Getty ImagesYahoo! Sports NHL columnist Nick Cotsonika marked a dubious anniversary on Thursday: One year to the day that Sidney Crosby was hit from behind by Victor Hedman.
The ensuing concussion recovery kept the Pittsburgh Penguins captain out through the end of last season until Nov. 21 of this season. Crosby returned with a 4-point night. He had 12 points in eight games. He hasn't played since Dec. 5 after a post-concussion symptom relapse.
I want to believe, perhaps naively, that Crosby will be back this season. He's been around the team. He's been pushing himself in training. He's said this recovery isn't of the magnitude of his previous journey back to the NHL.
Ultimately, the decision will be made regarding what's best for Crosby. It'll be a decision influenced by his brain-trust — his father, his agent, maybe even that "chiropractic neurology" doctor who put a guy with a brain injury in a spinning chair. It's a decision the Penguins will have to abide by.
But they have a decision of their own to make on Crosby. He's signed through 2013, when he'll become an unrestricted free agent. He is, until proven otherwise, still the best hockey player in the world when healthy.
Which makes his next contract a fascinating and uncertain judgment call for GM Ray Shero.
Nick Kypreos of Sportsnet explored that in a proactive column on Friday, speculating that Crosby has no decision but to shut down his season and that Shero's outlook on a long-term deal may have changed after this second absence from the lineup.
How can Shero not be nervous about what the franchise might be willing to pay Crosby on a new deal? Even if the Penguins still want to make him a "Penguin for life" with a new long-term deal (possibly 10 years and $100-million), it won't come with an insurance policy that protects the Penguins from a career-ending concussion. The franchise will be on the hook to pay him if he decides to retire. Now I'm no Warren Buffet, but that's one heck of a financial gamble to take on anyone, even if they did just build a new state of the art arena off the man's back.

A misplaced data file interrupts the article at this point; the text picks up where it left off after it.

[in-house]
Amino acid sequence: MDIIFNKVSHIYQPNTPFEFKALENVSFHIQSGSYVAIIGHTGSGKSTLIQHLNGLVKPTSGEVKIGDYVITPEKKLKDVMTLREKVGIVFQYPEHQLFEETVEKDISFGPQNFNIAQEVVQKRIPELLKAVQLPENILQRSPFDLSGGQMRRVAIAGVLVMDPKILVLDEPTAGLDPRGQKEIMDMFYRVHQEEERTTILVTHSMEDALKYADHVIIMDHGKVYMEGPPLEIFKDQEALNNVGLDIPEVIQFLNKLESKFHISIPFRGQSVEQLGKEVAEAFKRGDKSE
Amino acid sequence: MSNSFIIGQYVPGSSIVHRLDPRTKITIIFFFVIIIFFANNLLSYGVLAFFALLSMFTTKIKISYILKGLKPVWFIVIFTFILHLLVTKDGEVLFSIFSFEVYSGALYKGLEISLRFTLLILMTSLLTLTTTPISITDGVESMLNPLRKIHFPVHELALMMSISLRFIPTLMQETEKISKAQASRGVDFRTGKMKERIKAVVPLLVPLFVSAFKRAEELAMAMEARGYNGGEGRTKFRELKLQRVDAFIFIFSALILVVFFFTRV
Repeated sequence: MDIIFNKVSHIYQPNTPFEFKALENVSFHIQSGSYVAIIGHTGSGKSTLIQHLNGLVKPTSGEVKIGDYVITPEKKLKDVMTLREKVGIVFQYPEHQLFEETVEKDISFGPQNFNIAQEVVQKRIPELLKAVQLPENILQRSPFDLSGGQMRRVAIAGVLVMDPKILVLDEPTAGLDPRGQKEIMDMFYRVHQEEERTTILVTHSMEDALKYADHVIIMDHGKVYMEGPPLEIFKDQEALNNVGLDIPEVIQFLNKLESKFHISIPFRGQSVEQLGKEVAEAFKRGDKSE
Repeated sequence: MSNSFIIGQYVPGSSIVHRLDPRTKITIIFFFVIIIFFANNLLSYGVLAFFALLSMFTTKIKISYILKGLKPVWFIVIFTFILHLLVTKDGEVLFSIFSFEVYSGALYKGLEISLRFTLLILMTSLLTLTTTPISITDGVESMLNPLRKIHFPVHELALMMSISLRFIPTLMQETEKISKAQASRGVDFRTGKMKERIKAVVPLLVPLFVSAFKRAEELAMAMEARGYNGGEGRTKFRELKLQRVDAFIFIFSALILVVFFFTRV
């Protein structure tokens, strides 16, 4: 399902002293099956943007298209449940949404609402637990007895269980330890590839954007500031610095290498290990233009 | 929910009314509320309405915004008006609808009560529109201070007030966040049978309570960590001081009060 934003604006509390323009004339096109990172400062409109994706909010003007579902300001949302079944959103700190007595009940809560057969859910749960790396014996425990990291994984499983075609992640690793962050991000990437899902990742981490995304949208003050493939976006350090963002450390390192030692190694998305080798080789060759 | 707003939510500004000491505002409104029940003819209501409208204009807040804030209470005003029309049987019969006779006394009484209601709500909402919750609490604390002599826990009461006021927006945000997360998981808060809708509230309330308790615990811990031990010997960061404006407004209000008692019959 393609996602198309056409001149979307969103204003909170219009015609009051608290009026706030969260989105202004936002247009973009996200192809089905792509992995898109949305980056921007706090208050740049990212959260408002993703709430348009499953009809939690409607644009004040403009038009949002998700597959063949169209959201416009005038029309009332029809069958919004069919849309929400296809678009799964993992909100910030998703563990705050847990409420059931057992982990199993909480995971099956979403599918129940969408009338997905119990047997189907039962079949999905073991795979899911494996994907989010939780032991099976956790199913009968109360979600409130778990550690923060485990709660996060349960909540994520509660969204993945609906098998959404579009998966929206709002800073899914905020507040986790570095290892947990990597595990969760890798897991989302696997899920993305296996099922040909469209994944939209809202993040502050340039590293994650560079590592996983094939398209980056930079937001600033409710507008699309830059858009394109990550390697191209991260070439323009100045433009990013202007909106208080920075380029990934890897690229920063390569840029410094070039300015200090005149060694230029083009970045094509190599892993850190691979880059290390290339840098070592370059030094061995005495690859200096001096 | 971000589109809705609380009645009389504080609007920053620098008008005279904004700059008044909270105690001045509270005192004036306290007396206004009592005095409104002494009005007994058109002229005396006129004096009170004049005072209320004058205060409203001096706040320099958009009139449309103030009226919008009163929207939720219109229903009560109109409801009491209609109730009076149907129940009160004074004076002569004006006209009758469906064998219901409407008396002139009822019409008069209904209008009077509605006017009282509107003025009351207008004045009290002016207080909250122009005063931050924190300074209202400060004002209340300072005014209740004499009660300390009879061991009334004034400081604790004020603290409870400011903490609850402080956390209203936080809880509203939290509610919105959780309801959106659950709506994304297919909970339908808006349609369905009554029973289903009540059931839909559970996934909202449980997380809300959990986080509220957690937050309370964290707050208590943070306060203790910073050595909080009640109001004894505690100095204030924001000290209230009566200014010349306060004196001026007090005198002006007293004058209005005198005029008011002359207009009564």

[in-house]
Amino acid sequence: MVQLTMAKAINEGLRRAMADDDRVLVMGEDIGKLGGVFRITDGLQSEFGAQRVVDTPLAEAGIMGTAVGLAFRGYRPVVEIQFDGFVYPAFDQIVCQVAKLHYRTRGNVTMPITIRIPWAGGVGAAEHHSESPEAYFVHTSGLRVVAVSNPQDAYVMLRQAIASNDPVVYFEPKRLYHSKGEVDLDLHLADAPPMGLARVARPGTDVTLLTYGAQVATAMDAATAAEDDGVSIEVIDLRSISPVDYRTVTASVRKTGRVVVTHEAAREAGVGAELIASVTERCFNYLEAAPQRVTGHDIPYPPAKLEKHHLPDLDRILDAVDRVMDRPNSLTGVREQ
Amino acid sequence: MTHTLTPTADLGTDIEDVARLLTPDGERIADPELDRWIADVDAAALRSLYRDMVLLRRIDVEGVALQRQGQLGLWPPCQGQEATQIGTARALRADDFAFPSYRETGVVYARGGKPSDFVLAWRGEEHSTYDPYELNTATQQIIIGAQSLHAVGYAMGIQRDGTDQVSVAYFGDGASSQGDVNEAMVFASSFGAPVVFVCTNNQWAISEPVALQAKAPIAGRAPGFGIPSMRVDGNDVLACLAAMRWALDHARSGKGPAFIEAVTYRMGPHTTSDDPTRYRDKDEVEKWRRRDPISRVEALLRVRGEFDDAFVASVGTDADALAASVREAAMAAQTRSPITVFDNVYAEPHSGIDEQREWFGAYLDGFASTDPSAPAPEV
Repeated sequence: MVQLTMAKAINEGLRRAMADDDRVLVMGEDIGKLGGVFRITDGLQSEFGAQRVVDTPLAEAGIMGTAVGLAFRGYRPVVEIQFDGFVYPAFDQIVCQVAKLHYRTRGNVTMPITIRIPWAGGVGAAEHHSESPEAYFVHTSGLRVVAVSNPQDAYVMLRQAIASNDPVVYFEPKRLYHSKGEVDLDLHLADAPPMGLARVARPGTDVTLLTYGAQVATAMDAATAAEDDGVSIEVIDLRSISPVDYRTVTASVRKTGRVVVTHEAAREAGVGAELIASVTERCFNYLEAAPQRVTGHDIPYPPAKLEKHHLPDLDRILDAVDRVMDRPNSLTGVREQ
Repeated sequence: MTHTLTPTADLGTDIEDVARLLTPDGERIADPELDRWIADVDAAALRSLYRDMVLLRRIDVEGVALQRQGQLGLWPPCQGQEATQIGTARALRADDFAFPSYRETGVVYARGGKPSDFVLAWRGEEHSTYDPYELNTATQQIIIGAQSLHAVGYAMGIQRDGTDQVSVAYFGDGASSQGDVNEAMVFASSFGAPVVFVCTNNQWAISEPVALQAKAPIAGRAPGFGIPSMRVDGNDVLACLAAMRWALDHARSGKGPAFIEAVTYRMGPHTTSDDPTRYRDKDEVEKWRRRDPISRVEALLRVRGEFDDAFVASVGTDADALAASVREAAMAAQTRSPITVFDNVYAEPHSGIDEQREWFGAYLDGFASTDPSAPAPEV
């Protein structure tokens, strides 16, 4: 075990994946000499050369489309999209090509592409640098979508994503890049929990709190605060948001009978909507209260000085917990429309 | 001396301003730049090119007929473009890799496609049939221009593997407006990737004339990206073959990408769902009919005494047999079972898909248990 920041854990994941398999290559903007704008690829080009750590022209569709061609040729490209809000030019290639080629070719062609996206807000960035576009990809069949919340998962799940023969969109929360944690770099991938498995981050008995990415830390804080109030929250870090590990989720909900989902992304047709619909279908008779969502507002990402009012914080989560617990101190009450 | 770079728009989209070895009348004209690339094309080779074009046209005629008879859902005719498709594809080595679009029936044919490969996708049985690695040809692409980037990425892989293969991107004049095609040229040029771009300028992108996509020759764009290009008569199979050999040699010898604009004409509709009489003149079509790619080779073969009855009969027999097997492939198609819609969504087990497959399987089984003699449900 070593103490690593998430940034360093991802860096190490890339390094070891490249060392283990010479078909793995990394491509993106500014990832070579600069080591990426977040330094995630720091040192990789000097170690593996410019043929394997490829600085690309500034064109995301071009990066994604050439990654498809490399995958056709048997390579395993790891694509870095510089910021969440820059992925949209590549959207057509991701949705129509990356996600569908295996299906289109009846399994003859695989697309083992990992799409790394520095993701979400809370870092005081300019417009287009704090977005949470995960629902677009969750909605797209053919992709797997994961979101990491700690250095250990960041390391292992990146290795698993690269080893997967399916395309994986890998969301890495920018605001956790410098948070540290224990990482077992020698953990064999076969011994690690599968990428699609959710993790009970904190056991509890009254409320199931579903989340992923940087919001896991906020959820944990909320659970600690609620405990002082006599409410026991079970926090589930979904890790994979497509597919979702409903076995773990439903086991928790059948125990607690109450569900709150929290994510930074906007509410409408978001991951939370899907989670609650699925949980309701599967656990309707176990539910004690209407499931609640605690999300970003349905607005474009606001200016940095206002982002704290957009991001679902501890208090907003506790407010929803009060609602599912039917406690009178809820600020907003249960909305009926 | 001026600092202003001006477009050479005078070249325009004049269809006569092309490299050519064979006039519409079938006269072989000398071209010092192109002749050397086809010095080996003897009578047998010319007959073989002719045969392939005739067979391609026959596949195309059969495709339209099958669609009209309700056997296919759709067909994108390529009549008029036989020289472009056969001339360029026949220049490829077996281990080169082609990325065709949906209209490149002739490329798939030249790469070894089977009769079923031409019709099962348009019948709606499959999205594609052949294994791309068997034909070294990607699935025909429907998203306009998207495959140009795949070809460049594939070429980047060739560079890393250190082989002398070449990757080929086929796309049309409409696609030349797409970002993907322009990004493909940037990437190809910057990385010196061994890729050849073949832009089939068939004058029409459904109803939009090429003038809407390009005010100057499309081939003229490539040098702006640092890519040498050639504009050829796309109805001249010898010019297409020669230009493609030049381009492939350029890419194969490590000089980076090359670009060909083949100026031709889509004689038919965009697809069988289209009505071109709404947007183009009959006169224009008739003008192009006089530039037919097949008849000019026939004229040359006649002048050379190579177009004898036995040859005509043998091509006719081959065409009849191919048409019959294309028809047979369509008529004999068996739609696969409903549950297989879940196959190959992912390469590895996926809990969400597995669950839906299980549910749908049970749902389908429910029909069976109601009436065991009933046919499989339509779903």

Just so we're clear: Please do not confuse Nick Kypreos with Warren Buffet. Moving on …
The Penguins can offer Crosby a short-term deal, but will he and his agent, Pat Brisson, really be interested in that considering everything Crosby has done financially for the organization in such a short period of time? Brisson will want to hit a home run on this next deal. The problem is Crosby's latest setback changes the financial dynamics.
I'm not here to suggest the Penguins would ever turn its back on Crosby and not do him right. Mario Lemieux and the organization are far too classy of an organization, and Crosby being looked after past retirement is a given. But make one thing clear: there is a big difference between a debt of gratitude and signing a long-term contract as the undisputed No. 1 player in the world. And with Crosby still just 24 years old, it's a difference that far exceeds $100 million dollars.
First off, Kypreos makes an interesting point: How many teams are we going to see provide financial aid to players who suffered brain injuries during their playing days, via contractual obligations fulfilled while the player is in unofficial retirement? We're seeing it in Philadelphia with Ian Laperriere and, perhaps, soon with Chris Pronger. We're seeing it on Boston with Marc Savard, too.
Wonder if the next CBA will have anything to say about this?
As for Crosby … this is a tricky one. You expect nothing more from the Penguins than a total commitment to their star player, both in support for his health and in commitment to his continued employment with the franchise. But the franchise is a business; and what business makes a $100 million investment for which the return might be a complete crapshoot?
It's a cynical, cold thing to consider; like Darren Rovell penning a hockey column. But it's something Shero will, and already is, debating.
May we suggest a 15-year deal? That seems to be the going rate for chronically injured franchise players.